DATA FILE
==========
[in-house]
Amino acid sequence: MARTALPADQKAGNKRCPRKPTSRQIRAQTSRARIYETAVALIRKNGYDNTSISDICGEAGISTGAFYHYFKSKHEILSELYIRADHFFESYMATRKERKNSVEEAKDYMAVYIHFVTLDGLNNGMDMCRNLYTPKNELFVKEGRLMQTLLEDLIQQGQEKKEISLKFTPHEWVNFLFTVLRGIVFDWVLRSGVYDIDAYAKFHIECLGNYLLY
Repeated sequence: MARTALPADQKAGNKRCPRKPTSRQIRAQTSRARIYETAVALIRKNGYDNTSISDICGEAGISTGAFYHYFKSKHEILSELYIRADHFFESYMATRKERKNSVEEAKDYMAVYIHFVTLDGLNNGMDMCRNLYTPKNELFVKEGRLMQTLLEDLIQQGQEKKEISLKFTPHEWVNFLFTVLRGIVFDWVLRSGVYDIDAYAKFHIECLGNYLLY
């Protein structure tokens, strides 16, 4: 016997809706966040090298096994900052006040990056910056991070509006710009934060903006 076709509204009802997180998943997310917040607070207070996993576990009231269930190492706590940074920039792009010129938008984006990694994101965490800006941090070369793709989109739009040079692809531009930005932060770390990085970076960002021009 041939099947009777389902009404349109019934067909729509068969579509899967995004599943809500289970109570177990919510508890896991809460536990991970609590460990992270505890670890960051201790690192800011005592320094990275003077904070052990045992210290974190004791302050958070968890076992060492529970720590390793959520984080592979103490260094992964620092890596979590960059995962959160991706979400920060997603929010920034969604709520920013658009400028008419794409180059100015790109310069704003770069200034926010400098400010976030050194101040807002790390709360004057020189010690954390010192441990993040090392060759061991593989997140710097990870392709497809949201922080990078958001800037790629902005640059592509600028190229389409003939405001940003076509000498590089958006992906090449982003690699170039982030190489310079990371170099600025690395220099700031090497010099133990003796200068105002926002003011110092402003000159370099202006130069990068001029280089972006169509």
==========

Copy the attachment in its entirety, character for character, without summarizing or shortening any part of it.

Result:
[in-house]
Amino acid sequence: MARTALPADQKAGNKRCPRKPTSRQIRAQTSRARIYETAVALIRKNGYDNTSISDICGEAGISTGAFYHYFKSKHEILSELYIRADHFFESYMATRKERKNSVEEAKDYMAVYIHFVTLDGLNNGMDMCRNLYTPKNELFVKEGRLMQTLLEDLIQQGQEKKEISLKFTPHEWVNFLFTVLRGIVFDWVLRSGVYDIDAYAKFHIECLGNYLLY
Repeated sequence: MARTALPADQKAGNKRCPRKPTSRQIRAQTSRARIYETAVALIRKNGYDNTSISDICGEAGISTGAFYHYFKSKHEILSELYIRADHFFESYMATRKERKNSVEEAKDYMAVYIHFVTLDGLNNGMDMCRNLYTPKNELFVKEGRLMQTLLEDLIQQGQEKKEISLKFTPHEWVNFLFTVLRGIVFDWVLRSGVYDIDAYAKFHIECLGNYLLY
């Protein structure tokens, strides 16, 4: 016997809706966040090298096994900052006040990056910056991070509006710009934060903006 076709509204009802997180998943997310917040607070207070996993576990009231269930190492706590940074920039792009010129938008984006990694994101965490800006941090070369793709989109739009040079692809531009930005932060770390990085970076960002021009 041939099947009777389902009404349109019934067909729509068969579509899967995004599943809500289970109570177990919510508890896991809460536990991970609590460990992270505890670890960051201790690192800011005592320094990275003077904070052990045992210290974190004791302050958070968890076992060492529970720590390793959520984080592979103490260094992964620092890596979590960059995962959160991706979400920060997603929010920034969604709520920013658009400028008419794409180059100015790109310069704003770069200034926010400098400010976030050194101040807002790390709360004057020189010690954390010192441990993040090392060759061991593989997140710097990870392709497809949201922080990078958001800037790629902005640059592509600028190229389409003939405001940003076509000498590089958006992906090449982003690699170039982030190489310079990371170099600025690395220099700031090497010099133990003796200068105002926002003011110092402003000159370099202006130069990068001029280089972006169509």